I live in a shared household. One person signed the lease with the owner and we pay him money for rent. He gave postdated checks to the owner. The lease recently was up for renewal and the owner raised the price of rent for the house. The lease holder wants to forward this expense to us so everyone's rent is going up.

I don't consider this fair. My agreement was I pay the leaser holder $x / month and any deals he made with other people has no affect on me. Where I live the law is a landlord can raise the rent once 12 months. Since I'm technically not a landlord-tenant relationship, but more of a roommate relationship this doesn't strictly apply. Nevertheless, I have lived here for well under 12 months and it wouldn't be fair if I just moved in a month ago and the next the rent is up 50%. (the increase was actually $22/month)

I am willing to negotiate in that I will accept this rent increase if the lease holder signs a new contract with me which outlines everything exhaustively. I would like this because (as seen in my other questions) I think most of the problems come from a mismatch of expectations and if I have a contract that says it's complete then any future disagreements I could point to it. I do have a short, simple agreement in writing with the lease holder, but given what's been transpiring I need something more comprehensive in writing. I have spoke to him in the past about this but he seems reluctant and just puts it off without giving a clear reason or says "why do you need this?".

So, I'm thinking of having a meeting with the leaseholder and saying "I don't believe I need to pay $20/mo more because this was not the agreement I made with you. However, I'm willing to make an exception and do this if we agree on a new ‘roommate agreement' in writing". If he does not sign a new agreement, I will not pay the increase. However, I don't know if this is the best way to approach this. I want changes to stop being made unilaterally. How can I be polite but still firm? Since the current agreement is month to month I'm afraid he would kick me out if I upset him (however, when he kicked out someone else had to pay extra rent because he wasn't able to fill the vacancy soon enough)

I know with all the other questions it seems this place is not a good fit, but please don't suggest I move out. Due to my work location and financial situation, I would really like to continue living here for at least a little bit longer.

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    Was anything discussed about rent increases like when they could happen?
    – user16097
    Feb 28, 2019 at 12:24
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    "My agreement was I pay the leaser holder $x / month" Yes but it seems that this agreement is only valid for one month, right? (You say it's "month to month".)
    – user19922
    Feb 28, 2019 at 12:29
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    I'd suggest a different title. Based on the title alone, I'd vote to close as tenant/landlord disputes are out of scope on this forum Feb 28, 2019 at 15:27
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    I'm not sure I understand where you're coming from. If you're a month-to-month tenant, then the agreements you have with others only run for one month at a time. If the person in charge of approving your tenancy has raised the rent starting on the next month, that's not unilateral, it's a new offer, which you can accept (pay) or reject (move out). Could you expand on why you feel your month-to-month tenancy should give you the stability of a fixed-term lease?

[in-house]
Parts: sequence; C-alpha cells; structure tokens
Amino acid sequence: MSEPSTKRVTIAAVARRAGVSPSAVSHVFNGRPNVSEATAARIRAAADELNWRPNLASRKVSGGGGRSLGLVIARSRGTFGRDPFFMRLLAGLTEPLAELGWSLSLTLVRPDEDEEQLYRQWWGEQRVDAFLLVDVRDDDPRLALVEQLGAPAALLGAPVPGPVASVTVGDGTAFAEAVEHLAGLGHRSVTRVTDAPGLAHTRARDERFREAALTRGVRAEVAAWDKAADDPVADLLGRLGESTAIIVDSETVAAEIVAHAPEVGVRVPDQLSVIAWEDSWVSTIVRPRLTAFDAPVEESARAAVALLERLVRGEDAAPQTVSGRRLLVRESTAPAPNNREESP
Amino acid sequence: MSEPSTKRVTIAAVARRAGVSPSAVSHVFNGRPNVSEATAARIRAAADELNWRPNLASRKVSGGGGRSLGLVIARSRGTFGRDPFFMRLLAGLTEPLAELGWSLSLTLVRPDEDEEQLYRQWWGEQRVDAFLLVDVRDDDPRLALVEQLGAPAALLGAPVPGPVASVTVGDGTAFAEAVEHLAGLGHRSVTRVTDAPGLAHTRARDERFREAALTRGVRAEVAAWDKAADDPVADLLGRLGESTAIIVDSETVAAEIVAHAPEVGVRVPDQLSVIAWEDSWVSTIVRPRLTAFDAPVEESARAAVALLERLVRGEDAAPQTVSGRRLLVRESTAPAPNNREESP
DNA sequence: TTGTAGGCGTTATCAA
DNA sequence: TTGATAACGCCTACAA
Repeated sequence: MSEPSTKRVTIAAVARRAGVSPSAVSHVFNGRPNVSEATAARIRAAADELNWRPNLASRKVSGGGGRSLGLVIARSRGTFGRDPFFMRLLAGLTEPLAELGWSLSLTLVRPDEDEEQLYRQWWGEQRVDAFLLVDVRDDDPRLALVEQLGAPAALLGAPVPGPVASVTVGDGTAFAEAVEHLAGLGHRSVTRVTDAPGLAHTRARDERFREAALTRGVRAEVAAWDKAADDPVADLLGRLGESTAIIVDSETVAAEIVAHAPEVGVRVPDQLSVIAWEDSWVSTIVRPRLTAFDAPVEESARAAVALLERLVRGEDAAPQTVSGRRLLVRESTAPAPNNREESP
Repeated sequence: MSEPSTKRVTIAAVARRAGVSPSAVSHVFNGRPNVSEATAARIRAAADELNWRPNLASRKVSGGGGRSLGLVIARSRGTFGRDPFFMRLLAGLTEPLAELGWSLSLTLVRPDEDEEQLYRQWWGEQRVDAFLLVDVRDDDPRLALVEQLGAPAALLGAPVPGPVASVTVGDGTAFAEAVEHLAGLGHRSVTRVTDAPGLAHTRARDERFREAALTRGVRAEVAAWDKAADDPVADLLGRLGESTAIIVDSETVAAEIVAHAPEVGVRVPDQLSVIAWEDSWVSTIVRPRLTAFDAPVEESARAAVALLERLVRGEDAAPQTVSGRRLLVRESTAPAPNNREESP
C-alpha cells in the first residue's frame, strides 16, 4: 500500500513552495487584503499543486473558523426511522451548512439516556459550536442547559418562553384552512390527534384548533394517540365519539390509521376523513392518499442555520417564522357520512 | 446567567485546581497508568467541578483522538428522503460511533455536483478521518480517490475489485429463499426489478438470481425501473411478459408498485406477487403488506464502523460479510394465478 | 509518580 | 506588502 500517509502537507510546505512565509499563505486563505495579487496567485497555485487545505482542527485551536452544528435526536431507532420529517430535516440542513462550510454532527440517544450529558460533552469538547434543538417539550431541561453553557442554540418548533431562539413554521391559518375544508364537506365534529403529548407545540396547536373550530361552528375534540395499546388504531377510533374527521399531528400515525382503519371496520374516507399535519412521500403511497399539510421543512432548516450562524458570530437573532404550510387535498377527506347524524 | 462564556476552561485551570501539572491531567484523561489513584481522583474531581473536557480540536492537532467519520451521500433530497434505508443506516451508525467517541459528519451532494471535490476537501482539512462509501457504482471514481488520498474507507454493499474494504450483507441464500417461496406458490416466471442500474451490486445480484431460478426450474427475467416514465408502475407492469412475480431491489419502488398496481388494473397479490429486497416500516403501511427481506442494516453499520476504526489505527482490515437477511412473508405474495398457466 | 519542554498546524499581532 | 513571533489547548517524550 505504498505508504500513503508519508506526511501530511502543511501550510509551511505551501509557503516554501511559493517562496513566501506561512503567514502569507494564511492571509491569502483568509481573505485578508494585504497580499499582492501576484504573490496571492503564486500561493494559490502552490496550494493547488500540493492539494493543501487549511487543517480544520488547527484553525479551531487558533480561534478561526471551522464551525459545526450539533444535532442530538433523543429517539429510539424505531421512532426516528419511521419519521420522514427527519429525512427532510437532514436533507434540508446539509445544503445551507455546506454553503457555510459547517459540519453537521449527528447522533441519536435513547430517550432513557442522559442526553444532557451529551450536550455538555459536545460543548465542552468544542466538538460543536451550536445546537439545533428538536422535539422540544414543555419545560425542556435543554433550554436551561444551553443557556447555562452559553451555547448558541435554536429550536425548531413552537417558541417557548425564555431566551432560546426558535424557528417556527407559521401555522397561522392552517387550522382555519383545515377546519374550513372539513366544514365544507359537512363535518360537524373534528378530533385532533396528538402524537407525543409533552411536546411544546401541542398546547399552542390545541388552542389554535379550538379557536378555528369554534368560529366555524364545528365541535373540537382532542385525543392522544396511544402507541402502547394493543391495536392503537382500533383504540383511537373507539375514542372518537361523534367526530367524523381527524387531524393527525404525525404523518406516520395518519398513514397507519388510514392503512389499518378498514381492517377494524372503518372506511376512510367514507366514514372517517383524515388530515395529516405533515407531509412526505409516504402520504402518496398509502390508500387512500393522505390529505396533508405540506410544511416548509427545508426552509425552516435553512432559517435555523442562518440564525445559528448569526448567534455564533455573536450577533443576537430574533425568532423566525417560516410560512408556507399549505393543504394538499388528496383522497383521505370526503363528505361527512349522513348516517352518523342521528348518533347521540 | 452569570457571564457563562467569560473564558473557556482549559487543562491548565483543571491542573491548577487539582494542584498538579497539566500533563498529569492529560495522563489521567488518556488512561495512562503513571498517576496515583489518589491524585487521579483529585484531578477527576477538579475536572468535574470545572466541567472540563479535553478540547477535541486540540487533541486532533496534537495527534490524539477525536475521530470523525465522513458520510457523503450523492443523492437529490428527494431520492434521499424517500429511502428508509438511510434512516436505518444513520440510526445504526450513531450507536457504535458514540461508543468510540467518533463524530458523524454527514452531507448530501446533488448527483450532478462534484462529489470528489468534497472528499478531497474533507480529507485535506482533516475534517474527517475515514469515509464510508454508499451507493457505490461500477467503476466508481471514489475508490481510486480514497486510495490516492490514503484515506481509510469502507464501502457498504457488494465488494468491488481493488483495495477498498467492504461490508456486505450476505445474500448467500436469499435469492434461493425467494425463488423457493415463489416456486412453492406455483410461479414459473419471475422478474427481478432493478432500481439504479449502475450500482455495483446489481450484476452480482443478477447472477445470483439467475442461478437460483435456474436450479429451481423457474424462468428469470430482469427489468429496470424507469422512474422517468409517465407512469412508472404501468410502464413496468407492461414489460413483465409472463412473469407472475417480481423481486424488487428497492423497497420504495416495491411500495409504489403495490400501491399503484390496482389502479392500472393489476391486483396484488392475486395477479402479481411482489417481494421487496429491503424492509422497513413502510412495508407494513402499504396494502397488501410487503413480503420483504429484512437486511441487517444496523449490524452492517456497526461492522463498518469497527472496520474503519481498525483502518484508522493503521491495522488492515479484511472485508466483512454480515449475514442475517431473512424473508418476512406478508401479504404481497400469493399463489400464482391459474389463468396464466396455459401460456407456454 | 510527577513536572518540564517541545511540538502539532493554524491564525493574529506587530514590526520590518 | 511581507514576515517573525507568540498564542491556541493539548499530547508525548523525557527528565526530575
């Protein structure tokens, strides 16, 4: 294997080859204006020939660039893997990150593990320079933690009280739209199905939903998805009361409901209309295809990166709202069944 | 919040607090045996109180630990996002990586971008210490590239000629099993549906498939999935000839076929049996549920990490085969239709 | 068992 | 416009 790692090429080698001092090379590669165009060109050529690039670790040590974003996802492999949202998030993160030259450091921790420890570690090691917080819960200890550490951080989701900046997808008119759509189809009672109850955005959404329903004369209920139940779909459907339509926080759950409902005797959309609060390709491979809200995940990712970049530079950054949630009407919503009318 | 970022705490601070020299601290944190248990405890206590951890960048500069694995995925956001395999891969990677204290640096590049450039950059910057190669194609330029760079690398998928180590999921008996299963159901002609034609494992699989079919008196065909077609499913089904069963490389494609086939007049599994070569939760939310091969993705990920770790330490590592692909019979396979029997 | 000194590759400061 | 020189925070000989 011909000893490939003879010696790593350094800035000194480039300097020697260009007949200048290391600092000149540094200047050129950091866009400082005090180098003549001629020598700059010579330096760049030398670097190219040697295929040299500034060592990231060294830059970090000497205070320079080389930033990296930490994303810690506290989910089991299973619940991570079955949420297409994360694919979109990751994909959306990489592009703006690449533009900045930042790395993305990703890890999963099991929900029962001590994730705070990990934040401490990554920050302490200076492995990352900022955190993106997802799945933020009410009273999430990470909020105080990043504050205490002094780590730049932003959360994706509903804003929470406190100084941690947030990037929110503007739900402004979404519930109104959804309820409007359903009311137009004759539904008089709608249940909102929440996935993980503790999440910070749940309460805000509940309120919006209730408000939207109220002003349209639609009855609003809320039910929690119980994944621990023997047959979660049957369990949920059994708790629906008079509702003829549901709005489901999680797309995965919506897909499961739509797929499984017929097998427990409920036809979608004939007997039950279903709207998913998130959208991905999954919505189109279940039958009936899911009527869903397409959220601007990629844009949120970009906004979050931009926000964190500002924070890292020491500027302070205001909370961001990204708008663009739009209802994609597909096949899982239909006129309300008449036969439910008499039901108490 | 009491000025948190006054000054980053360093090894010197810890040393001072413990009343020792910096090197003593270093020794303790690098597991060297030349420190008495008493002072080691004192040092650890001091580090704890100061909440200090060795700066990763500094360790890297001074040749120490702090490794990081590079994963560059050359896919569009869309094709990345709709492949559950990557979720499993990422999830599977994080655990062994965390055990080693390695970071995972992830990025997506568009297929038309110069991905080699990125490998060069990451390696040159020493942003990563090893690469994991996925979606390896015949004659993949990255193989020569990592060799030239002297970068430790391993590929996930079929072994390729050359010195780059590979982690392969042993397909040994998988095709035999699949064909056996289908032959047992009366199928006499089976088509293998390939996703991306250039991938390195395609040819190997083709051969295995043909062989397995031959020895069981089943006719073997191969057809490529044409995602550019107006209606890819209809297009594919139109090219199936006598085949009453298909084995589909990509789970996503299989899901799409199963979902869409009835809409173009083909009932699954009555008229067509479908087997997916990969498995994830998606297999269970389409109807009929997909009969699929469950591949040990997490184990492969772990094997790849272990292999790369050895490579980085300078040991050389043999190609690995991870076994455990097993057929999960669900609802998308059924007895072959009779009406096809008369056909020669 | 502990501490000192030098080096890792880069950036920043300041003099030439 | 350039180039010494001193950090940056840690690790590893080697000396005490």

– Upper_Case
    Feb 28, 2019 at 15:30
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    @Haptometer you've included a lot of ... let's call it legal stuff ... but you haven't given us any information about what you've tried/thought of trying with regard to your behaviour in this interaction to achieve your goal and why you're afraid doing so will upset the person that signed the lease. Could you summarize your post into some arguments you'd like to use, how you thought about presenting them and why you think you'd fail at being polite but firm?
    – Tinkeringbell
    Mar 2, 2019 at 10:05

2 Answers 2


You're stuck, and everyone involved in this situation probably knows it. You can try to persuade, but you're coming from a weak position, and failing to acknowledge that will make your efforts less effective.

A roommate agreement is a great idea! I agree with you that mismatched expectations seem to have caused a lot of issues in your current living arrangement. But I don't think it's a solution to this particular issue. It's not clear to me that a new agreement would address your needs (that depends on what the agreement actually says).


  • The primary leaseholder had a lease which expired, and had to sign a new lease. You are not a part of this process, as you are not on that lease.
  • You have a month-to-month agreement with that primary leaseholder, which means that you are not guaranteed the same conditions for periods longer than a single month. You are not entitled to more than one month's worth of anything here, and at the start of every month you have a new agreement (even if it's usually just an implicit extension of the previous month's agreement).
  • As you are neither the landlord nor the primary leaseholder, you don't have any leverage to dictate conditions of the lease. You can state what you want, but neither the landlord nor the primary leaseholder are in any way required to provide you with a place to live.
  • If you try to live in this house without paying the amount the primary leaseholder has decided to charge, you can almost certainly be evicted (specific laws vary by jurisdiction). Even without a formal eviction, the primary leaseholder can simply decline to allow you to stay in future months.